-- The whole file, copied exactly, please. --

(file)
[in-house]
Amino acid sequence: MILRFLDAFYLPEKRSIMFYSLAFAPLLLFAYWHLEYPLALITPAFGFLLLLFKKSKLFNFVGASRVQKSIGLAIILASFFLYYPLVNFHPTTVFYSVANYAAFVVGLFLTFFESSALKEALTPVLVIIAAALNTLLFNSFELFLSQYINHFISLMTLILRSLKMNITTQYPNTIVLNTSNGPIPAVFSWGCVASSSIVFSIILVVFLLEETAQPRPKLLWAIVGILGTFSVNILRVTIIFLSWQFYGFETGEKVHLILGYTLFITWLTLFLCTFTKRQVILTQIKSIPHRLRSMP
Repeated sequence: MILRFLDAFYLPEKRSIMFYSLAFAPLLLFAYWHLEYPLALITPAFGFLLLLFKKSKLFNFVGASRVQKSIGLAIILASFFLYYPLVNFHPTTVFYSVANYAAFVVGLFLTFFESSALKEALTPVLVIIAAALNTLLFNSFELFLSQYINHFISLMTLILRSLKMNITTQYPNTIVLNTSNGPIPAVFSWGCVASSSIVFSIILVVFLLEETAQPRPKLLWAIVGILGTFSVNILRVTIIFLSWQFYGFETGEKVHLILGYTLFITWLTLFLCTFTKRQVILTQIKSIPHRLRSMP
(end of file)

[in-house]
Amino acid sequence: MILRFLDAFYLPEKRSIMFYSLAFAPLLLFAYWHLEYPLALITPAFGFLLLLFKKSKLFNFVGASRVQKSIGLAIILASFFLYYPLVNFHPTTVFYSVANYAAFVVGLFLTFFESSALKEALTPVLVIIAAALNTLLFNSFELFLSQYINHFISLMTLILRSLKMNITTQYPNTIVLNTSNGPIPAVFSWGCVASSSIVFSIILVVFLLEETAQPRPKLLWAIVGILGTFSVNILRVTIIFLSWQFYGFETGEKVHLILGYTLFITWLTLFLCTFTKRQVILTQIKSIPHRLRSMP
Repeated sequence: MILRFLDAFYLPEKRSIMFYSLAFAPLLLFAYWHLEYPLALITPAFGFLLLLFKKSKLFNFVGASRVQKSIGLAIILASFFLYYPLVNFHPTTVFYSVANYAAFVVGLFLTFFESSALKEALTPVLVIIAAALNTLLFNSFELFLSQYINHFISLMTLILRSLKMNITTQYPNTIVLNTSNGPIPAVFSWGCVASSSIVFSIILVVFLLEETAQPRPKLLWAIVGILGTFSVNILRVTIIFLSWQFYGFETGEKVHLILGYTLFITWLTLFLCTFTKRQVILTQIKSIPHRLRSMP